ANYbotics, Swiss company behind quadrupedal ANYmal robot, announces $22M A round
ANYbotics, the creators of ANYmal, a four-legged autonomous robot platform intended for a variety of industrial uses, has raised a $20 million Swiss Franc (~$22.3 million) round A to continue developing and scaling the business. With similar robots just beginning to break into the mainstream, the market seems ready to take off.
The company spun out of ETH Zurich in 2016, at which point the robot was already well into development. ANYmal is superficially similar to Spot, the familiar quadrupedal robot from Boston Dynamics, but the comparison mustn’t be taken too far. A four-legged robot is a natural form for navigating and interacting with environments built for humans.
ANYbotics is on the third generation of the robot, which has progressively integrated computing units and sensors of increasing sophistication.
“Our current ANYmal C model features three built-in high-end Intel i7 computers that power the robot and customer-applications such as automated inspection tasks,” explained co-founder and CEO Péter Fankhauser in an email to TechCrunch. “The availability of smaller and more performant sensors, propelled by AR/VR and autonomous driving applications, has enabled us to equip the latest ANYmal model with 360-degree situational awareness and long-range scanning capabilities. Where commercially available components are not satisfactory, we invest in our proprietary technologies, which have resulted in core components such as custom motors, docking stations, and inspection payload units.”
The most obvious application for robots like ANYmal is inspection of facilities that would normally involve a human. If a robot can traverse the same paths, climb stairs, open doors and so on, it can do so more frequently and regularly than its human counterparts, who tire and take breaks. It also can monitor and relay its surroundings in detail, using lidar and RGB cameras, among other tools. Humans can then perform the more difficult (and human) work of integrating that information and making decisions based on it. An ANYmal at a factory, power plant, or data center could save costs and shoe leather.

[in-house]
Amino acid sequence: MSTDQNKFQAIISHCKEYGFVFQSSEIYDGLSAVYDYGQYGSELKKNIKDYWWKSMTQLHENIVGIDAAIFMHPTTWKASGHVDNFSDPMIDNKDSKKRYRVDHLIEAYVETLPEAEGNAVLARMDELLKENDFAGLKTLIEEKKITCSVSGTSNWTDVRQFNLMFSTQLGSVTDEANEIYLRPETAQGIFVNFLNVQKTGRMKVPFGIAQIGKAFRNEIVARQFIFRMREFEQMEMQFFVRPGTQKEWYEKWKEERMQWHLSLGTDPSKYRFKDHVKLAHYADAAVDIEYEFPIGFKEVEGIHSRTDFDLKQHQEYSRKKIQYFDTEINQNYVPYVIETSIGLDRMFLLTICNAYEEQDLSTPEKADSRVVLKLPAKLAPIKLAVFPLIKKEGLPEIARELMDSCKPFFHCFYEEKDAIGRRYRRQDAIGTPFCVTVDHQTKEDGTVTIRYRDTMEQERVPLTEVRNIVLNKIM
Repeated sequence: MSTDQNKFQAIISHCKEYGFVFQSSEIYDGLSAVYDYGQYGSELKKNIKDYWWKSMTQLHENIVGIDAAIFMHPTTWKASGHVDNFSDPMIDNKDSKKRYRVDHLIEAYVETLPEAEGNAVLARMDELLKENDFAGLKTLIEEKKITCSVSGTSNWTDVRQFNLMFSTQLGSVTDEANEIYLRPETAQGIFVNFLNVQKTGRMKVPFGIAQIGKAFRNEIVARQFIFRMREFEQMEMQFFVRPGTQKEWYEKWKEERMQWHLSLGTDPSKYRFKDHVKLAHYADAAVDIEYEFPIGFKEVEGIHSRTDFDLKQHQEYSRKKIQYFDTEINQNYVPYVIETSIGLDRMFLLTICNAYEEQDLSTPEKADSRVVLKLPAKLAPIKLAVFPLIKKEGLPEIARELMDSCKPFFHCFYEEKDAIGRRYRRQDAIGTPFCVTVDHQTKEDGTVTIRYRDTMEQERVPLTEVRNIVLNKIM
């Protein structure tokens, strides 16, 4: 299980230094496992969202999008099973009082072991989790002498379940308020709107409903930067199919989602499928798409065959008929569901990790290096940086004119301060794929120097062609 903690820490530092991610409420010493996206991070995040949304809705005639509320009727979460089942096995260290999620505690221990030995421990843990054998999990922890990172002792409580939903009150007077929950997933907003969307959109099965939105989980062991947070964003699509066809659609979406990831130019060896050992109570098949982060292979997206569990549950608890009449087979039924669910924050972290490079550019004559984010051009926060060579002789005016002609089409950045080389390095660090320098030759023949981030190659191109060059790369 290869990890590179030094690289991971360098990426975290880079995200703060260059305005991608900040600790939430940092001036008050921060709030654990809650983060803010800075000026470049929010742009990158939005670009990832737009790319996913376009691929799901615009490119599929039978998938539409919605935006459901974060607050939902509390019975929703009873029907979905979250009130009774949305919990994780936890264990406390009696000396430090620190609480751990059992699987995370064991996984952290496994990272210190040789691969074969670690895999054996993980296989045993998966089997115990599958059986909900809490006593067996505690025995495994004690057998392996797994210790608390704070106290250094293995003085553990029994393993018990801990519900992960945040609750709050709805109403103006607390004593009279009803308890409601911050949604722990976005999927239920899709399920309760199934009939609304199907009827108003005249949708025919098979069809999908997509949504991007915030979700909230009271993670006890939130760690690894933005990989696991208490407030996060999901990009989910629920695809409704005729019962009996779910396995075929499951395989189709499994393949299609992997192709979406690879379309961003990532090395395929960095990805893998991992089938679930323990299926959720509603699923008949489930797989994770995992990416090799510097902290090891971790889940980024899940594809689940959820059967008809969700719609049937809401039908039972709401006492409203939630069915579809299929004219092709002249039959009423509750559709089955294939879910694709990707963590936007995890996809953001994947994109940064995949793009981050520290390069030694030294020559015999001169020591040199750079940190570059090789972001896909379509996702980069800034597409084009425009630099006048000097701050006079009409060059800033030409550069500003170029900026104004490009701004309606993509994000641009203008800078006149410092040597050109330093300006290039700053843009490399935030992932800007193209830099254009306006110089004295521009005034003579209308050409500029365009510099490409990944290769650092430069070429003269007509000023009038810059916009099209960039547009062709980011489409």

Of course, that’s no use if the bot is fragile; fortunately, that’s not the case.
“In terms of mobility, we have focused on what matters most to our industrial customers: Operational reliability and robustness to harsh environmental conditions,” Fankhauser said. “For example, we design and test ANYmal for day and night usage in indoor and outdoor locations, including offshore platforms with salty air and large temperature ranges. It’s less about agility in these environments but more about reliably and safely performing the tasks multiple times a day over many months without human intervention.”
Swisscom Ventures leads the round, and partner Alexander Schläpfer said that good roots (ETHZ is of course highly respected) and good results from early commercial partnerships more than justified their investment.
“Over 10 years ago, some of our co-founders developed their first walking robots during their studies at ETH Zurich,” said Fankhauser. “Today, the industries are ready to adopt this technology, and we are deploying our robots to our early customers.”